Now that the weather is warming up and produce is coming into season up here in zone 5, I am trying to be more conscientious about eating a raw diet. While I don’t think I have the patience and stamina (or the gadgets) to go completely raw, I am trying to incorporate more raw elements into my meals. So when I saw these gorgeous, organic early spring golden beets and carrots at the farmer’s market this morning, I filled up the entire bag.
I have been noticing more recipes in the past month or so that incorporate raw beets, which appeals to me greatly. Beets are one of the most nutritious foods a person can consume. With high levels of folic acid, soluble and insoluble fiber, iron and potassium, beets are healthy no matter how they are cooked. However, when left raw, beets offer the most complete nutrition, including a complete form of betacyanin, which has been found to reduce cholesterol, help prevent colon cancer, and detoxify the liver. I always juiced them to eat raw, but – frankly – beet juice gets old.
But why raw to begin with? Raw food contains completely intact nutritional value, whereas most foods leach nutrients as they cook. But more than this, raw foodism is based on the concept of enzymes. Each biodegradable material contains the enzymes necessary to break it down. This means that along with fibers, sugars and fats, each raw food source contains the compounds necessary to digest fibers, sugars and fats. When you consume raw foods, your own digestive system does not have to work because the food digests itself. The enzymes are triggered by injury to the food (e.g. chopping and chewing). Without the strain of digestion, your body has the energy to work on other things like metabolism. Or so the logic goes.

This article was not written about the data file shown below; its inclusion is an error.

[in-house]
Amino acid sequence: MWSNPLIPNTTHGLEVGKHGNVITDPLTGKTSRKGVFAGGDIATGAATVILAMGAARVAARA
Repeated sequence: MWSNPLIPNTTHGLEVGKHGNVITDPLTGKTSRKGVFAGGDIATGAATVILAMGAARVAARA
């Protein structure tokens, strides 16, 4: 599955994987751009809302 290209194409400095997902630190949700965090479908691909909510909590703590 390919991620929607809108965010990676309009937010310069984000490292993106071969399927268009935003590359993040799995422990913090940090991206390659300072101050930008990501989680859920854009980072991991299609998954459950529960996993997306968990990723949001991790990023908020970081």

So, looking at these beauties, I decided on a raw beet salad. I know, salad. How original. But I wanted to taste the raw beets in as simple a way as possible before I started making more complex dishes with them. And frankly, this salad was ridiculously delicious. Even my boyfriend, who thinks raw foodism is a silly gimmick, enjoyed it as a slaw in his sandwich. So, without further ado, Early Spring Sunshine Salad.
Serves two people (or one hungry blogger) with enough leftover for a cup of juice or garnish for a few sandwiches:
1 large golden beet, peeled and chopped into large chunks
2 medium carrots, peeled
1 oz Sunflower sprouts, ends cut off
1/3 Cup raw sunflower seeds
1 -2 oz of raw, sheep’s milk organic cheddar (feta would be delicious too)
Cilantro to garnish
2 Tbs cold-pressed olive oil
1 Tbs raw apple cider vinegar (with the mother)
pinches of salt (I use pink Himalayan salt, because its mild) and pepper
1 Tbs raw agave nectar (honey would work too)
I recommend using a food processor to shred the veggies. Once shredded, add together with sunflower sprouts and seeds and toss with dressing. Assemble thinly sliced cheese and cilantro on top and serve.
There you have it! Next week, I’ll be visiting glorious zone 6, where I will take advantage of more spring vegetables…